Should the US Really Withdraw From Iraq?
It takes only a quick read of the main articles featured in al-Wifaq, the Arabic-language mouthpiece of the Islamic Republic of Iran, to grasp the complexity of US involvement in Iraq and the question it raises on whether the US presence abets or hinders Iranian control over Iraq.
From the perspective of the leader of Kata’ib Hezbollah — the Iranian-backed Shiite militia — the US created groups from which ISIS emerged to justify a renewed US military presence in Iraq. The Iranian-backed Shiite militias accuse US forces of openly abetting ISIS, including transporting its people by helicopter to fight those militias. There is no mention of the role the US and its allies’ air forces played in pummeling ISIS.
Yet the same newspaper also reports on its front page, albeit in a disparaging fashion, that Iraq will soon be hosting a prominent personality from Saudi Arabia for the first time since the US invasion of Iraq in 2003. That visitor is rumored to be none other than Mohammed bin Salman, the rabidly anti-Iranian Saudi crown prince and minister of defense, who is undoubtedly viewed as Public Enemy No. 1 by the Iranian regime.
The visit is perceived to be part of a process initiated in October 2017 to improve relations between the two states. That process reflects the desire of the head of the present Iraqi government, Haidar al-Abadi, to keep Tehran at bay. Iran’s Saudi nemesis enjoys American backing, especially under the present US administration.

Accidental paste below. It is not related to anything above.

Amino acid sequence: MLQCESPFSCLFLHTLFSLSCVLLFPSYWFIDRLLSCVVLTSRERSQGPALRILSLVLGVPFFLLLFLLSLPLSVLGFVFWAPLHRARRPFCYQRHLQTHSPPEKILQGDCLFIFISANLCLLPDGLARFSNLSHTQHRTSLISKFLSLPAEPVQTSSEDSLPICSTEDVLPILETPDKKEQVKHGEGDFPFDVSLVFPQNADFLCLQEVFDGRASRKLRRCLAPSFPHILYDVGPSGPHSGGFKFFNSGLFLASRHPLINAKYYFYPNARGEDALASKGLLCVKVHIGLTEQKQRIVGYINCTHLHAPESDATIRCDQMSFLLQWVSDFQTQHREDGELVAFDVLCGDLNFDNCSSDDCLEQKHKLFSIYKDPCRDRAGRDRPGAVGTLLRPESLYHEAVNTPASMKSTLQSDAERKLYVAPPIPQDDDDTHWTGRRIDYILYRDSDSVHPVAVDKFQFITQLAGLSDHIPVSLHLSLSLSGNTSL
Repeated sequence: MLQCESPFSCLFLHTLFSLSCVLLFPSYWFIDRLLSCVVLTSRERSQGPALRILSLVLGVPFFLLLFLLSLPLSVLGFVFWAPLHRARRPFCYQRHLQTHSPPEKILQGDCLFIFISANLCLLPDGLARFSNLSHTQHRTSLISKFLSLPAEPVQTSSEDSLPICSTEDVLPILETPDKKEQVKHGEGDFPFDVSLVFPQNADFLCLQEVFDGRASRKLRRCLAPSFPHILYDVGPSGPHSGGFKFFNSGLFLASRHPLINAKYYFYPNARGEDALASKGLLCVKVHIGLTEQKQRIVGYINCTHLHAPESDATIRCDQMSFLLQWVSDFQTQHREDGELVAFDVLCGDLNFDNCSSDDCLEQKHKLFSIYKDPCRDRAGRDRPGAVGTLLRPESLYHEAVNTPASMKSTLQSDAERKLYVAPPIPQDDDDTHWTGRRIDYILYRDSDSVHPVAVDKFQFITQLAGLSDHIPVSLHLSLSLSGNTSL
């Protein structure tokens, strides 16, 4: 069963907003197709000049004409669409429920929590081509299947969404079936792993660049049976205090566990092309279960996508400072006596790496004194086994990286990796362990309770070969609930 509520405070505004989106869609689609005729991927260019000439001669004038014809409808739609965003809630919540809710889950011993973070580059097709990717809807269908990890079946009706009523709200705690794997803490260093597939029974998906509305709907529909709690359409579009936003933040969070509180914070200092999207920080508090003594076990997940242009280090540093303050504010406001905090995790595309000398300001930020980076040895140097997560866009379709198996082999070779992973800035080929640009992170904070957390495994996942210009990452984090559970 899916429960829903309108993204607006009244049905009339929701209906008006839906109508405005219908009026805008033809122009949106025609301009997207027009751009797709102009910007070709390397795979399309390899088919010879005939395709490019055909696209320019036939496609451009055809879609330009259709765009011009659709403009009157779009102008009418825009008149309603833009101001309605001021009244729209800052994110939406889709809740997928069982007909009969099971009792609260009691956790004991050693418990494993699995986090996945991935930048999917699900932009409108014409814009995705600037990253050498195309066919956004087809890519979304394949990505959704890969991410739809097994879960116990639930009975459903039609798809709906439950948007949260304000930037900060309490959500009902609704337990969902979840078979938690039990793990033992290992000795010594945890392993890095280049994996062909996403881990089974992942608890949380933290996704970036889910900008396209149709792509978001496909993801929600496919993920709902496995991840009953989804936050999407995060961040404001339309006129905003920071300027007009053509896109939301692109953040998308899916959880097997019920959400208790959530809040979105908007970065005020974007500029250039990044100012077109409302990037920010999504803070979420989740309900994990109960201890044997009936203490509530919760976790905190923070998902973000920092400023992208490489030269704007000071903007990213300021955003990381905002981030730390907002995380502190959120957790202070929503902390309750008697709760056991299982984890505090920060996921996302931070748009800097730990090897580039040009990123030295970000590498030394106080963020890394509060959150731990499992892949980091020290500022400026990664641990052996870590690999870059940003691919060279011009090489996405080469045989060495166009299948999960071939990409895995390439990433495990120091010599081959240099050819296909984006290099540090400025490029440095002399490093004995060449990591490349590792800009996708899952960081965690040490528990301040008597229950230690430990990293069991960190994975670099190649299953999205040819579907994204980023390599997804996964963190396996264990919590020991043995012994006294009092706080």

Then, in bewildering contrast, a third article appears in which the same Iraqi prime minister reiterates his praise for the Hashd al-Sha’bi — including, of course, Kata’ib Hezbollah — designating it as an integral part of the Iraqi state’s war against the jihadists.
Clearly, just as the 2003 invasion of Iraq led to the disappearance of a regime that checked imperialist Iranian designs, so too did ISIS’ initial defeat of the Iraqi army allow for the establishment of powerful Iranian-controlled militias in Iraq at the expense of an independent and strong Iraqi state.
These militias, their adherents, and their parliamentary offshoots are not going away. Even if the pro-Shiite militia al-Fatah coalition does not emerge as the largest coalition in the May elections — and the “pro-American” Abadi maintains his hold over government — these militias have plenty of armed men to pose a challenge to the Iraqi state and keep Iraq within the Iranian orbit.
This state of affairs raises the question whether the US would be better off 1) leaving Iraq and trying to contain an Iranian-dominated Iraq from the outside — by bolstering support for its Sunni allies, especially Saudi Arabia; or 2) continuing to attempt — through a very large embassy presence and over 5,000 military troops, most of whom act as advisors and trainers to the Iraqi federal army — to thwart Iranian attempts to turn Iraq into a vassal state. The latter, as the leader of the Kata’ib Hezbollah militia warns, are likely to become targets of attacks and assassinations, with Iran’s blessing.